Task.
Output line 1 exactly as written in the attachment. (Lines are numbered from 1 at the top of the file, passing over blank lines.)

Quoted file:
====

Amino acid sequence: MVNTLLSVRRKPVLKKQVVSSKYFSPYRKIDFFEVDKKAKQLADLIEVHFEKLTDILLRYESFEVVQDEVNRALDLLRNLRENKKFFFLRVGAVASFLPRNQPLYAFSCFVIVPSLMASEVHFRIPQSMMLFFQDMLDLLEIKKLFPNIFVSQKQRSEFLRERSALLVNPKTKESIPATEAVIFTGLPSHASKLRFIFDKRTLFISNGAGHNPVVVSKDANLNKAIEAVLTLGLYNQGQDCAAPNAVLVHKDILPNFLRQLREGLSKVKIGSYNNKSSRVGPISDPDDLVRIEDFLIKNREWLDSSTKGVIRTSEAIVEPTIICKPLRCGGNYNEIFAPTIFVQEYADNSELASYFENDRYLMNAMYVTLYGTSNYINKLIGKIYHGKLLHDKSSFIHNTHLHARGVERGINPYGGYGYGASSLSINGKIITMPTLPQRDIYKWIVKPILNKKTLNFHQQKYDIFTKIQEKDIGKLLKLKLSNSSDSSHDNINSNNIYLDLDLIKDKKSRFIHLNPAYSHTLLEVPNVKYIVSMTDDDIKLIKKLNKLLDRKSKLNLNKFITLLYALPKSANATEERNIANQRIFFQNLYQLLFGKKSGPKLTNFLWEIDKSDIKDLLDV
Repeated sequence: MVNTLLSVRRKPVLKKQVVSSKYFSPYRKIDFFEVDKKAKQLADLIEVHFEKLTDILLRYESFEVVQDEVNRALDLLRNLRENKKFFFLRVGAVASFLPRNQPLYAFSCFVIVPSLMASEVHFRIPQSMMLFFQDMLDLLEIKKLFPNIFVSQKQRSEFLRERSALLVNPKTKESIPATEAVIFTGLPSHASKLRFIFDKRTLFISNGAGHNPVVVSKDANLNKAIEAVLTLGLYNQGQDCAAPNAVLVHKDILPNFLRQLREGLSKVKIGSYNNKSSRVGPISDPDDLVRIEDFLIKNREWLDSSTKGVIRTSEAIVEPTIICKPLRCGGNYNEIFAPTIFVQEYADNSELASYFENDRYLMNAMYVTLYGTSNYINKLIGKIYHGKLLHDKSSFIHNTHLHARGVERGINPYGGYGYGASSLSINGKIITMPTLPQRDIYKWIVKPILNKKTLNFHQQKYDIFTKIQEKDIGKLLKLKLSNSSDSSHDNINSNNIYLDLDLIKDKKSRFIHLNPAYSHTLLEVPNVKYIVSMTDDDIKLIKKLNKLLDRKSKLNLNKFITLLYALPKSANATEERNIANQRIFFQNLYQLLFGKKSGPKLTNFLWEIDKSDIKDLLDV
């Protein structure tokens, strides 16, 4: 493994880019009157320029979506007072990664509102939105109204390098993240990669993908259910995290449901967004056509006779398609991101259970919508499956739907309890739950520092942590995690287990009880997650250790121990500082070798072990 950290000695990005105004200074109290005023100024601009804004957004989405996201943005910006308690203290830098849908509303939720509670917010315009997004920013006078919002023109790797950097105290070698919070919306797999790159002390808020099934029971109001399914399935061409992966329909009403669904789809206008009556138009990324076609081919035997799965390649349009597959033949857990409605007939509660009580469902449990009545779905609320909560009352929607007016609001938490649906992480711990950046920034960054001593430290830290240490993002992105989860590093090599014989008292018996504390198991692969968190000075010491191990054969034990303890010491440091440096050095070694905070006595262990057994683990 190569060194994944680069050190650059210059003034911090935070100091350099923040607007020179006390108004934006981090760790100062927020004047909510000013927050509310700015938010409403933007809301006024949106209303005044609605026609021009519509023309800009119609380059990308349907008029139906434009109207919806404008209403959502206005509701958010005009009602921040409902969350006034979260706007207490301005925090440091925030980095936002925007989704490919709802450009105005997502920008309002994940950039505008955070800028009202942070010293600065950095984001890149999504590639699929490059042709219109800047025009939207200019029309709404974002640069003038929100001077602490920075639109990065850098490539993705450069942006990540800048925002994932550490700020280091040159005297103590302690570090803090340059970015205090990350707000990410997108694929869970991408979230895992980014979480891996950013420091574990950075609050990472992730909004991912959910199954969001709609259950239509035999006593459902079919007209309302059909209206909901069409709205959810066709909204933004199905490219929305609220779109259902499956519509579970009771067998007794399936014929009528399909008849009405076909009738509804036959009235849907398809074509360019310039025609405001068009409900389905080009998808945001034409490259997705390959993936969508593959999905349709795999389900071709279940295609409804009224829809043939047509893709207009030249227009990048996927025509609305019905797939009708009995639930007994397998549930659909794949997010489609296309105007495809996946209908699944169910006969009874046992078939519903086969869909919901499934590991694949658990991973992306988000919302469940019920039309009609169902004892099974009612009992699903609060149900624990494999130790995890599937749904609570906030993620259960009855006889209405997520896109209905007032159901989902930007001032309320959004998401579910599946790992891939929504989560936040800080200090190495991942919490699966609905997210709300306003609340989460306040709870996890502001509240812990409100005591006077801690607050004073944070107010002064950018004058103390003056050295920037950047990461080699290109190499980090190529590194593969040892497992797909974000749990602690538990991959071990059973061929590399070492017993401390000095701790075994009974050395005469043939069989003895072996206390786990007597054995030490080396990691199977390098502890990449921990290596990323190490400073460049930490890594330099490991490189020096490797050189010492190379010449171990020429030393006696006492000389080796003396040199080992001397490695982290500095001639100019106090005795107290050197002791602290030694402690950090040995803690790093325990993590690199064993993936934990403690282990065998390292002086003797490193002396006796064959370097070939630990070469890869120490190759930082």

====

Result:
Amino acid sequence: MVNTLLSVRRKPVLKKQVVSSKYFSPYRKIDFFEVDKKAKQLADLIEVHFEKLTDILLRYESFEVVQDEVNRALDLLRNLRENKKFFFLRVGAVASFLPRNQPLYAFSCFVIVPSLMASEVHFRIPQSMMLFFQDMLDLLEIKKLFPNIFVSQKQRSEFLRERSALLVNPKTKESIPATEAVIFTGLPSHASKLRFIFDKRTLFISNGAGHNPVVVSKDANLNKAIEAVLTLGLYNQGQDCAAPNAVLVHKDILPNFLRQLREGLSKVKIGSYNNKSSRVGPISDPDDLVRIEDFLIKNREWLDSSTKGVIRTSEAIVEPTIICKPLRCGGNYNEIFAPTIFVQEYADNSELASYFENDRYLMNAMYVTLYGTSNYINKLIGKIYHGKLLHDKSSFIHNTHLHARGVERGINPYGGYGYGASSLSINGKIITMPTLPQRDIYKWIVKPILNKKTLNFHQQKYDIFTKIQEKDIGKLLKLKLSNSSDSSHDNINSNNIYLDLDLIKDKKSRFIHLNPAYSHTLLEVPNVKYIVSMTDDDIKLIKKLNKLLDRKSKLNLNKFITLLYALPKSANATEERNIANQRIFFQNLYQLLFGKKSGPKLTNFLWEIDKSDIKDLLDV